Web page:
Surgical treatment of urinary incontinence in women -stress and urge incontinence

Jaeger W1

Research Type

Clinical

Abstract Category

Overactive Bladder

Abstract 746
Non Discussion Abstract
Scientific Non Discussion Abstract Session 37
Mixed Urinary Incontinence Urgency Urinary Incontinence Surgery
1.Dept Urogyne university of Cologne
Links

Abstract

Hypothesis / aims of study
Urinary incontinence (UI) is the unintended loss of urine. That is caused by an uncontrolled opening of the bladder into the urethra via the urethral-vesical opening/junction (UVJ). In women the bladder is fixed at the lower anterior abdominal wall and at the upper cervix. The urethra and the bladder base are otherwise stabilized only by the upper vaginal wall. Any lowering of the anatomical position of the cervix will lead to a change of the tension of the vagina. Since the upper vagina is adherent to the bladder base and the urethra, any descensus of the cervix changes the vaginal support of the UVJ. Patients with urge urinary incontinence (UUI) do not lose urine in horizontal body position but only in the upright body position. We therefore hypothesized that UUI is also caused by the stress on the bladder base or – or precisely – on the area of the UVJ.. 
The position of the vagina is stabilized by the pubo-urethral ligaments (PUL) and the utero-cervical ligaments (USL) according to the Integral Theory). We therefore hypothesized that UI is caused by defect functions of the USL or PUL.
For the replacement of the USL we developed the bilateral cervico- or vagino-sacropexy (CESA or VASA). The PUL were replaced by alloplastic tapes (TVT or TOT). 
According to our hypothesis we treated patients with UUI or mixed urinary incontinence (MUI) by CESA/VASA and TOT.
Study design, materials and methods
The diagnosis of UUI or MUI were based on the standard questionnaires. (Urodynamic testing (UT) did not provide any further important information for our treatment schedule so that we omitted UT since 2010 in our institution). Patients with classical urgency symptoms (UUI) reported that they lose urine when rising to an upright body position. Therefore, we summarized these patients with UUI to the group of MUI.  
CESA and VASA operations were performed as laparotomy or lapascopically (laCESA and laVASA). The technique is standardized for all women and has been described in detail (www.cesa-vasa.com).
Clinical outcome was assessed 4 months after surgery. In case of incontinence after CESA or VASA a TOT 8/4 was performed. All treatments were agreed by the Ethical Committee.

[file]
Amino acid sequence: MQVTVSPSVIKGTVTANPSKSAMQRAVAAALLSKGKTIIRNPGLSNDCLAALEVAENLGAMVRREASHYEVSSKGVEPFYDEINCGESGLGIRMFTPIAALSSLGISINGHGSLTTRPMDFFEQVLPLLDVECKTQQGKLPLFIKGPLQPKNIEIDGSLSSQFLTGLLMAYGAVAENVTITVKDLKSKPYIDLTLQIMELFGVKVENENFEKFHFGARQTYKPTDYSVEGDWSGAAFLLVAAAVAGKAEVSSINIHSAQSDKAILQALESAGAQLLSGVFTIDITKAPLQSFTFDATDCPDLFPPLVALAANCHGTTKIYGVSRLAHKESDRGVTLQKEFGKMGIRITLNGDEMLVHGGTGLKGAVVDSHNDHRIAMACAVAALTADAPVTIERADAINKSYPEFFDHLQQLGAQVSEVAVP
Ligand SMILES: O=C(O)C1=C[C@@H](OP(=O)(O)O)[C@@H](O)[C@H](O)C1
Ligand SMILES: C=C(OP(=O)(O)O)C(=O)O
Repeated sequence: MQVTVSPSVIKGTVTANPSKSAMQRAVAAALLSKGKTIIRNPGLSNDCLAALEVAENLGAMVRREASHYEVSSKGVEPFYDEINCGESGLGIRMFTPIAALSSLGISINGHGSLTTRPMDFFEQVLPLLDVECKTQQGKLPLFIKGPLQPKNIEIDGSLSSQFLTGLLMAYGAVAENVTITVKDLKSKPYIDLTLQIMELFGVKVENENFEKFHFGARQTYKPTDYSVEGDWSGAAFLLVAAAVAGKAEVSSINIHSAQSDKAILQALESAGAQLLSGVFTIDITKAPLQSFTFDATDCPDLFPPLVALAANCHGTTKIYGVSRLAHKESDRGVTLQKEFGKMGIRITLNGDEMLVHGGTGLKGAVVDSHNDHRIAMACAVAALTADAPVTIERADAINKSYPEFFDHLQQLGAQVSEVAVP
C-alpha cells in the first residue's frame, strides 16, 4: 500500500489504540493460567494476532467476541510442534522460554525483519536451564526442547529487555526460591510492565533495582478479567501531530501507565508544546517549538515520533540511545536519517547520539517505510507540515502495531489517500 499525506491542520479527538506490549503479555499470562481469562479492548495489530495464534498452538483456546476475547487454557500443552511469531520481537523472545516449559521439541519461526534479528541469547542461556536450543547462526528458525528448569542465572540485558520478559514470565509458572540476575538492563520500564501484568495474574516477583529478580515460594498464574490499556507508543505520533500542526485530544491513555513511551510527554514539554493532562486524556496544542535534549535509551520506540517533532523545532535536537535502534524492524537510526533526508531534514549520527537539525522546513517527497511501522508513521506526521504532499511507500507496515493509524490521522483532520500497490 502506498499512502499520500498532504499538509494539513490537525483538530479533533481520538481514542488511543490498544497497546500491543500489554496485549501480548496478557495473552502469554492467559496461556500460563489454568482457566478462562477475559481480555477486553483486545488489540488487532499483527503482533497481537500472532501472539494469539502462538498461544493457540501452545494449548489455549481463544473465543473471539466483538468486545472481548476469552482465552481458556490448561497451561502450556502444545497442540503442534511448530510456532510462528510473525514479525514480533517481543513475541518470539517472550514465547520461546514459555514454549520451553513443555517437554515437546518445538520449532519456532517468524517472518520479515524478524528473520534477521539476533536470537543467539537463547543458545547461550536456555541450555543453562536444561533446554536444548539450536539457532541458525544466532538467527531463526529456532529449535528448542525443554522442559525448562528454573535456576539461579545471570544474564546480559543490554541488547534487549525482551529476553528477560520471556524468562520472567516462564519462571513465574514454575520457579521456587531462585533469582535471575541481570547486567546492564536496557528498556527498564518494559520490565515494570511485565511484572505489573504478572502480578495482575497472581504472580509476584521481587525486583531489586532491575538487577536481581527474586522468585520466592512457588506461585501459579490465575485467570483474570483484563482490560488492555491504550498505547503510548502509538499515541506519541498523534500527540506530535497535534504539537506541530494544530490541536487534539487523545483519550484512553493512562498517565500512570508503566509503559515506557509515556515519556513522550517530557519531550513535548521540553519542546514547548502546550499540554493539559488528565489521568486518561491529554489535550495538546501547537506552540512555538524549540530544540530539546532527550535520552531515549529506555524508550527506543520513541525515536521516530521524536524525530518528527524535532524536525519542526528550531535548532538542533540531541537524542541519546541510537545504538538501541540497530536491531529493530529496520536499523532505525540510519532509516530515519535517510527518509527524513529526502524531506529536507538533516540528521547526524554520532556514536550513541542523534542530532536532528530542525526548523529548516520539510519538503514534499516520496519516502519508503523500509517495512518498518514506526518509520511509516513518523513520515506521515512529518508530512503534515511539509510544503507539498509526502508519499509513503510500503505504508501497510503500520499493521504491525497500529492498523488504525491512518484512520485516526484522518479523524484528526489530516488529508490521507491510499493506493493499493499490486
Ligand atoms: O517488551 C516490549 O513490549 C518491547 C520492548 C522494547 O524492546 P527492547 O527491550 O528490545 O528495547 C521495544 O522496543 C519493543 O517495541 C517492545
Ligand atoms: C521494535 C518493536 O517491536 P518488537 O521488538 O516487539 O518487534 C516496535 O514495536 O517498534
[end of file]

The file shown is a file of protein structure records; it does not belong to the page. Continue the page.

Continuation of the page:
Results
284 patients with MUI were evaluated. 119 patients (42%) were immediately continent after CESA or VASA. 71 of the CESA patients (52%) and 48 of the VASA patients (33%). The remaining incontinent patients received a TOT. With the TOT 48 % of the CESA patients became continent and 50% of the VASA patients. Therefore, the overall continence rates were 76% in the CESA group and 65% in the VASA group. According to further analysis patients age at surgery was a prognostic factor with a significantly better continence rate in patients younger than 60 years (73%) compared to the older ones (57%).
Interpretation of results
The fixation of the USL and PUL can restore continence in between 65% and 76% of patients urgency or mixed urinary incontinence. All these patients would otherwise have been treated by several neurological treatments ranging from oral medication via botox injections to neurological bladder stimulation. However, the continence rates after these treatment modalities are disappointing indicating that they do not address the correct problem.
We therefore agree with others who stated that UI is caused by an anatomical relaxation of the upper vagina. That could be repaired by a specific kind of surgery. Some patients only need an apical fixation which was achieved with the CESA or VASA and others needed an anterior support with an additional TOT. 
(Interestingly did the primary placement of the TOT not lead to continence in patients with MUI – only when they were placed after CESA or VASA!)
The continence rates in that study were dependent on patients age indicating that UI increases with increasing age. UI seems to be a pathophysiological continuum starting with loss of urine only after increased pressure on the UVJ after coughing to urine loss already after getting up from a chair.
Concluding message
We therefore believe that urinary incontinence (stress and urge) in women is caused by an anatomical relaxation of the upper vaginal wall. In younger age a high pressure on the UVJ is needed to open the urethra (coughing) while in elderly patients that pressure can be light to cause the same effect (sitting up). We hypothesize that stress- and urge urinary incontinence are not caused by different etiologies but they are a pathophysiological continuum.  We hypothesize that continence can be reestablished in all patients when beside the anterior and the posterior part of the upper vagina also the part of the vagina in the area of the UVL can be “repaired”.
Disclosures
Funding no sources or funding Clinical Trial Yes Public Registry No RCT No Subjects Human Ethics Committee Ethical Committee of the University of Cologne/Germany Helsinki Yes Informed Consent Yes